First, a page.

There are few success stories reported on when it comes to Haiti. Stories about fraud, mismanagement and suffering are commonplace, and most have become accustomed to the Shakespearean nature of Haiti’s history and current condition. However, when it comes to mental health, the devastation Haitians faced on Jan. 12, 2010 helped shape a success story that few would have anticipated from the small country. 

“Around the earthquake there was a lot of activity around mental health. Mental health is an area of global health development that is severely underfunded,” said Giuseppe Raviola, an assistant professor of psychiatry at Harvard University.  Raviola works with Partners In Health (PIH) –Zanmi Lasante as it’s known in Haiti — and the Haitian Ministry of Health to develop a scalable model for community mental health in Haiti. 

“The resources tend not to exist for community mental health in much of the world. What can happen in disasters like the Haiti earthquake, is that there’s a short-term interest, but then that interest fades.”

However in Haiti’s case, the overwhelming need for mental health services in the wake of the earthquake exposed a need that many in the country thought they could do without. 

Raviola and his partners at PIH  were asked by Dr. Alex Larsen, the minister of health at the time, to help address the lack of mental health services in the country for the long term. 

“He acknowledged that mental health has been neglected, and he said given the history of Zanmi Lasante in the country, there was a foundation of trust on which a mental health system could be developed.”

Addressing mental health in developing countries is a challenge for a number of reasons. 

First, like in countries all over the world, mental health is a taboo topic, with a stigma that there’s something “wrong” with the person seeking care. Secondly, mental health is perceived as a luxury and something for moun blanc (white people). Lastly, mental health issues are rarely given priority considering the range of other issues people in developing countries deal with, such as high unemployment, unstable economies, and food insecurity.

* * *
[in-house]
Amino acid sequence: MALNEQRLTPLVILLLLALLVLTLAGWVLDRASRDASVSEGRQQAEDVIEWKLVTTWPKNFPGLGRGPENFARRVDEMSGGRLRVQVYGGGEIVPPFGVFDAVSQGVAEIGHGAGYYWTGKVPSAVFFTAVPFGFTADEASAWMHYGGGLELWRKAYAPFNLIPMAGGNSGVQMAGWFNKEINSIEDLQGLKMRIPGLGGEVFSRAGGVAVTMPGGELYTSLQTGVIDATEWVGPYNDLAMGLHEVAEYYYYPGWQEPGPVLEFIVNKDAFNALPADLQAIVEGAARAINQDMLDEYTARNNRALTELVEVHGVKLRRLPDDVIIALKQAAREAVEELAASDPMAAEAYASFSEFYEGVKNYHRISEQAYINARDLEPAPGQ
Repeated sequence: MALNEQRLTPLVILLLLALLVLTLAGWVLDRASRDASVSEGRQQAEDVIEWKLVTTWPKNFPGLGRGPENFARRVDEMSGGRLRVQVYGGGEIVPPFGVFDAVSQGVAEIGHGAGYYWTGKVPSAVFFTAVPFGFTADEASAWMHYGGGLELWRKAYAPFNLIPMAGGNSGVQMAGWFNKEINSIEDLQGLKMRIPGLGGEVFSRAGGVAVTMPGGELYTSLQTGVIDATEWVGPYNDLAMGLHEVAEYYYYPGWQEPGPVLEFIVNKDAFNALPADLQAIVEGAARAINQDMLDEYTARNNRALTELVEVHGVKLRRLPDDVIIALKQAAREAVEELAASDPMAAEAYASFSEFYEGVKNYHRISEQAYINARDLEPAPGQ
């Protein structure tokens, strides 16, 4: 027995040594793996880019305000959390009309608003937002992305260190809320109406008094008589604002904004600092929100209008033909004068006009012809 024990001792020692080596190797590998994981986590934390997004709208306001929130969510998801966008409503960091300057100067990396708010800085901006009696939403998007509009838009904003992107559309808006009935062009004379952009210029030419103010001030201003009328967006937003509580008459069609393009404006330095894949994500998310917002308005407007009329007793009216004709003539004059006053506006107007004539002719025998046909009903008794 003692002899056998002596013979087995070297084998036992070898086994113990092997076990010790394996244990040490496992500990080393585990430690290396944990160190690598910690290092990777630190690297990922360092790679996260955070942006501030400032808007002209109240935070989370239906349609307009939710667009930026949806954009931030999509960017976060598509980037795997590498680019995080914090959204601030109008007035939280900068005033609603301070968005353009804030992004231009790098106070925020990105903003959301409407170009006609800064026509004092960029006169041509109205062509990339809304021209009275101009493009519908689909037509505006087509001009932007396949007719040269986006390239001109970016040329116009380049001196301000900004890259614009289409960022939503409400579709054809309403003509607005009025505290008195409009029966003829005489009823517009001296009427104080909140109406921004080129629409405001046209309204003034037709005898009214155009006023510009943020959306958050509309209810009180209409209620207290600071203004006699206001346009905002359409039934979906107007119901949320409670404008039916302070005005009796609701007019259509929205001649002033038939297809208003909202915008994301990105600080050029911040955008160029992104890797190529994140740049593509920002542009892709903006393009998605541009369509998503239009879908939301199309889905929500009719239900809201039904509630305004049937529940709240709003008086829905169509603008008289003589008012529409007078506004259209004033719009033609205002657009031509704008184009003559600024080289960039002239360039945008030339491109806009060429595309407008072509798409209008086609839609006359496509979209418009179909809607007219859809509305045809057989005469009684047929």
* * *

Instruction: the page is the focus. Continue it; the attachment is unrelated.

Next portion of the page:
In developing countries, the number of mental health workers can be as few as 2 per 100,000 compared to more than 70 in high-income countries, according to a mental health report from the World Health Organization. 

Fewer than half of the 139 countries with mental health policies in place have plans that accord with human rights conventions.  And all too often, when plans for mental health campaigns or initiatives are made, they are under-funded and under-resourced. 

Aerial Assessment of camps in Port-au-Prince, Haiti on 5 June 2010. Photo Credit: Timo Luege/IASC Haiti Shelter Cluster

There are two psychiatric hospitals in Haiti, both in Port-au-Prince, making it difficult for those in the countryside to access formal care. On top of that, the conditions of the hospitals are subpar. 

“These psychiatric institutions are totally underfunded. They are under-equipped. They are understaffed. That means the quality of service provided in these two institutions is very low, ” said Pere Eddy Eustache, an ordained Catholic priest and psychologist who works with PIH and Raviola. “The health system is not funded by the state. Patients in the hospital have to pay for all of the services because the budget related to the functioning of these institutions does not cover services. It just covers salary. That means patients have to cover everything from supplies, to lab tests, and people coming from remote areas cannot afford these kinds of expenses.”

People from the countryside would prefer to go to traditional healers, like a Wanga (Vodou priest), rather than travel hours to Port-au-Prince for mental health services, Eustache said. 

For cultural reasons, Haitians are likely to relate every kind of illness they have that they cannot understand to Vodou, he says.